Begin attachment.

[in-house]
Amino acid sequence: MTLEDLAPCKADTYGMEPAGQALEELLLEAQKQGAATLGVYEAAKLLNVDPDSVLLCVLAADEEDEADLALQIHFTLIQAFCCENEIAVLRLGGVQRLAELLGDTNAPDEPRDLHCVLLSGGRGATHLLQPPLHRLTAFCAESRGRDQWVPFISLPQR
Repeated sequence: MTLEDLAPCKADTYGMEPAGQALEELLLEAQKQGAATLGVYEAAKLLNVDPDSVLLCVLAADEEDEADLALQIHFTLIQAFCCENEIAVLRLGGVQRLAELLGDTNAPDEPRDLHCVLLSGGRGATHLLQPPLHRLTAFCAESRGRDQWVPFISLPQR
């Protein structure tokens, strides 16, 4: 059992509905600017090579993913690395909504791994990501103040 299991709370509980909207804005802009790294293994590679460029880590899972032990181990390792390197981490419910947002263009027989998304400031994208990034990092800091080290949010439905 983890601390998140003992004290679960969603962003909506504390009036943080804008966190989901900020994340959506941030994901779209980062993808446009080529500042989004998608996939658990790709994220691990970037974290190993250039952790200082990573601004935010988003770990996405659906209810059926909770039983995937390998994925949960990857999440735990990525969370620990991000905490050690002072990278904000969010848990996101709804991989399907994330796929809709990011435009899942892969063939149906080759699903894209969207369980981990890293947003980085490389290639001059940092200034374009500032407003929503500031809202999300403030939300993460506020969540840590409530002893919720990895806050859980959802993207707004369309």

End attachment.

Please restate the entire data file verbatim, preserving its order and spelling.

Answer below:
[in-house]
Amino acid sequence: MTLEDLAPCKADTYGMEPAGQALEELLLEAQKQGAATLGVYEAAKLLNVDPDSVLLCVLAADEEDEADLALQIHFTLIQAFCCENEIAVLRLGGVQRLAELLGDTNAPDEPRDLHCVLLSGGRGATHLLQPPLHRLTAFCAESRGRDQWVPFISLPQR
Repeated sequence: MTLEDLAPCKADTYGMEPAGQALEELLLEAQKQGAATLGVYEAAKLLNVDPDSVLLCVLAADEEDEADLALQIHFTLIQAFCCENEIAVLRLGGVQRLAELLGDTNAPDEPRDLHCVLLSGGRGATHLLQPPLHRLTAFCAESRGRDQWVPFISLPQR
């Protein structure tokens, strides 16, 4: 059992509905600017090579993913690395909504791994990501103040 299991709370509980909207804005802009790294293994590679460029880590899972032990181990390792390197981490419910947002263009027989998304400031994208990034990092800091080290949010439905 983890601390998140003992004290679960969603962003909506504390009036943080804008966190989901900020994340959506941030994901779209980062993808446009080529500042989004998608996939658990790709994220691990970037974290190993250039952790200082990573601004935010988003770990996405659906209810059926909770039983995937390998994925949960990857999440735990990525969370620990991000905490050690002072990278904000969010848990996101709804991989399907994330796929809709990011435009899942892969063939149906080759699903894209969207369980981990890293947003980085490389290639001059940092200034374009500032407003929503500031809202999300403030939300993460506020969540840590409530002893919720990895806050859980959802993207707004369309």